Kimberley is a city in southeast British Columbia, Canada along Highway 95A between the Purcell and Rocky Mountains. Kimberley was named in 1896 after the Kimberley mine in South Africa. From 1917 to 2001, it was the home to the world’s largest lead-zinc mine, the Sullivan Mine. Now it is mainly a tourist destination and home to the Kimberley Alpine Resort, a ski area and Kimberley’s Underground Mining Railway that features a 750-foot-long (230 m) underground mining interpretive centre complete with operational 3 ft (914 mm) narrow-gauge railway equipment. Recreational pursuits include world-class skiing, snowboarding, snowmobiling, fishing, whitewater rafting, kayaking, biking, hiking and golfing on championship golf courses. The city has the largest urban park in Canada. At 1,977 acres (800 ha), the Kimberley Nature Park is the largest incorporated park in Canada.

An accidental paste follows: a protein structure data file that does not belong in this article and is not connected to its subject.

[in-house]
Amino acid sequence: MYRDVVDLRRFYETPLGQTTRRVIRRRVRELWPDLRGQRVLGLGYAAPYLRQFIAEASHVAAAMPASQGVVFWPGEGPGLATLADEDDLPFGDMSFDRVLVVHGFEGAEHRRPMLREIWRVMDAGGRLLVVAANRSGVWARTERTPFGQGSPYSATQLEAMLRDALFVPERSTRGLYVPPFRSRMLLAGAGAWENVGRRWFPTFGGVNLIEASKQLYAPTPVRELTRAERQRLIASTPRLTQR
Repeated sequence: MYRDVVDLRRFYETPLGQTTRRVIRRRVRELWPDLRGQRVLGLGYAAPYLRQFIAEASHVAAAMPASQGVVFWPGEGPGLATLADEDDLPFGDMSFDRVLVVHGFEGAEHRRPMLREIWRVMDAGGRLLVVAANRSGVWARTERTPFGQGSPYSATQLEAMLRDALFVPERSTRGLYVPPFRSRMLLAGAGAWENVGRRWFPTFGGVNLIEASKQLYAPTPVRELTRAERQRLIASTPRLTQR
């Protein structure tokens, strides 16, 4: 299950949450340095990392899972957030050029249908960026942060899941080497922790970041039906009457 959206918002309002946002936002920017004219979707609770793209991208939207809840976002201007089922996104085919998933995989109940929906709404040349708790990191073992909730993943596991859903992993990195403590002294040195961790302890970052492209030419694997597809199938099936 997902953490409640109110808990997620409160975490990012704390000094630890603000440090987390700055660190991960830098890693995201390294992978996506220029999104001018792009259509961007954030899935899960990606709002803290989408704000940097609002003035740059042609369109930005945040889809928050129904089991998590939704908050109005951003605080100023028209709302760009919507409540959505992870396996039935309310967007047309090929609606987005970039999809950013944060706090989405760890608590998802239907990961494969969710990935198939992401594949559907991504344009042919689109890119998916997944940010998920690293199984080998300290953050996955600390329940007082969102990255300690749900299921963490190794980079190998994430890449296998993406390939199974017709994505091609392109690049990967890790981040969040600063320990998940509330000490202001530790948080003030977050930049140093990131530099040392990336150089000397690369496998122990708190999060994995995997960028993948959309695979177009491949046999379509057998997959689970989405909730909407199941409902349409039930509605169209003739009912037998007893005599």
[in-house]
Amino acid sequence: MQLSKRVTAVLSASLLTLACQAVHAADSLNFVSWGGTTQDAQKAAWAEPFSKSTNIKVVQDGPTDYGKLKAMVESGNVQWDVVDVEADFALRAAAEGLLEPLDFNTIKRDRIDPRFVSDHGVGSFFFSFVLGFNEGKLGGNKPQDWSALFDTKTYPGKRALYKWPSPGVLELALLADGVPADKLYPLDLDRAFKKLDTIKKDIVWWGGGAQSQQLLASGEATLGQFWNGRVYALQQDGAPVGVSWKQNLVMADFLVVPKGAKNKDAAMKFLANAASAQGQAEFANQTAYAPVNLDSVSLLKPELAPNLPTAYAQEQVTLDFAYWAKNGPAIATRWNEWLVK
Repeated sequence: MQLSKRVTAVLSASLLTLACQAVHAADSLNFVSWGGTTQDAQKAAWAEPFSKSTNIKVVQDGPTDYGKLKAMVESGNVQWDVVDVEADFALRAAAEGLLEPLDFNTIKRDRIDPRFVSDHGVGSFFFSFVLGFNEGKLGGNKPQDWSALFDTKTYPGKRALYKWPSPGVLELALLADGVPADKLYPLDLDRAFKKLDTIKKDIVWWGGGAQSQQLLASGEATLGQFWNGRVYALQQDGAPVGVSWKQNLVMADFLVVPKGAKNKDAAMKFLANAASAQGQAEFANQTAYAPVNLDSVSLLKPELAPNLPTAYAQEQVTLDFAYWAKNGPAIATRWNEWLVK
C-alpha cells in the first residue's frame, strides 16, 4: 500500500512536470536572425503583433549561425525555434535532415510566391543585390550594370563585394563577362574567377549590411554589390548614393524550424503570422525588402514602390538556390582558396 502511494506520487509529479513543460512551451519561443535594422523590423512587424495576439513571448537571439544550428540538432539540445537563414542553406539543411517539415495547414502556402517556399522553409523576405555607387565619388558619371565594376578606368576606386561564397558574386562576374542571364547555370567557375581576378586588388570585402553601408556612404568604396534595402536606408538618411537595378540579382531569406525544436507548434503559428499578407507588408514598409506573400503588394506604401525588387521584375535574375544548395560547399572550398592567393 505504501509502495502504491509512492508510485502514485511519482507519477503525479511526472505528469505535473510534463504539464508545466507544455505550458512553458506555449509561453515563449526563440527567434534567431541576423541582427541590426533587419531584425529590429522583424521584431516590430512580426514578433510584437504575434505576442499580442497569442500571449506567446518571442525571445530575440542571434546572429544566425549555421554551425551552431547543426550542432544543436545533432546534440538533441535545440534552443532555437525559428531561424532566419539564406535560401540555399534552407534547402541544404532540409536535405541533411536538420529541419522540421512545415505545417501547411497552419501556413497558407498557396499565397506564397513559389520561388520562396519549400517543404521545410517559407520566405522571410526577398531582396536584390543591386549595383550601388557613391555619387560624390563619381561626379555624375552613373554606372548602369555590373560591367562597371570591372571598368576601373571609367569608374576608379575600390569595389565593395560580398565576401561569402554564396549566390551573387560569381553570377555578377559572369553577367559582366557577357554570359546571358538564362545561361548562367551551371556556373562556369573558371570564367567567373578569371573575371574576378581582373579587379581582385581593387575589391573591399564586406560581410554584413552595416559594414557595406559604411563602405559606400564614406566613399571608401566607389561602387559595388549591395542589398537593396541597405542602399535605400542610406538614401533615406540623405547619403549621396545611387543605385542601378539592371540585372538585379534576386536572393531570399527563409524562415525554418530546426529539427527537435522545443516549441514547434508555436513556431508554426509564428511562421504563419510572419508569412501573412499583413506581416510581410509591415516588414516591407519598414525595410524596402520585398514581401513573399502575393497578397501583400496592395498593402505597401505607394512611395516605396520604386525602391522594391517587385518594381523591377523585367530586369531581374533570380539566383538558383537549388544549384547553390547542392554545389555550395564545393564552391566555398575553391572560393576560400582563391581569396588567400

SunMine, the largest solar PV plant in Western Canada, was built in 2015 on the site of the former Sullivan Mine concentrator.
Kimberley incorporated as a city on March 29, 1944. It amalgamated with the former Village of Marysville on November 1, 1968. Following the routing of Highway 95 away from the city, in 1972 Kimberley transformed into the Bavarian City of the Rockies to entice motorists passing through the region to visit. Kimberley’s Mine was the Sullivan Mine, and it was the largest lead-zinc mine in the world. The mine ceased operation in 2001.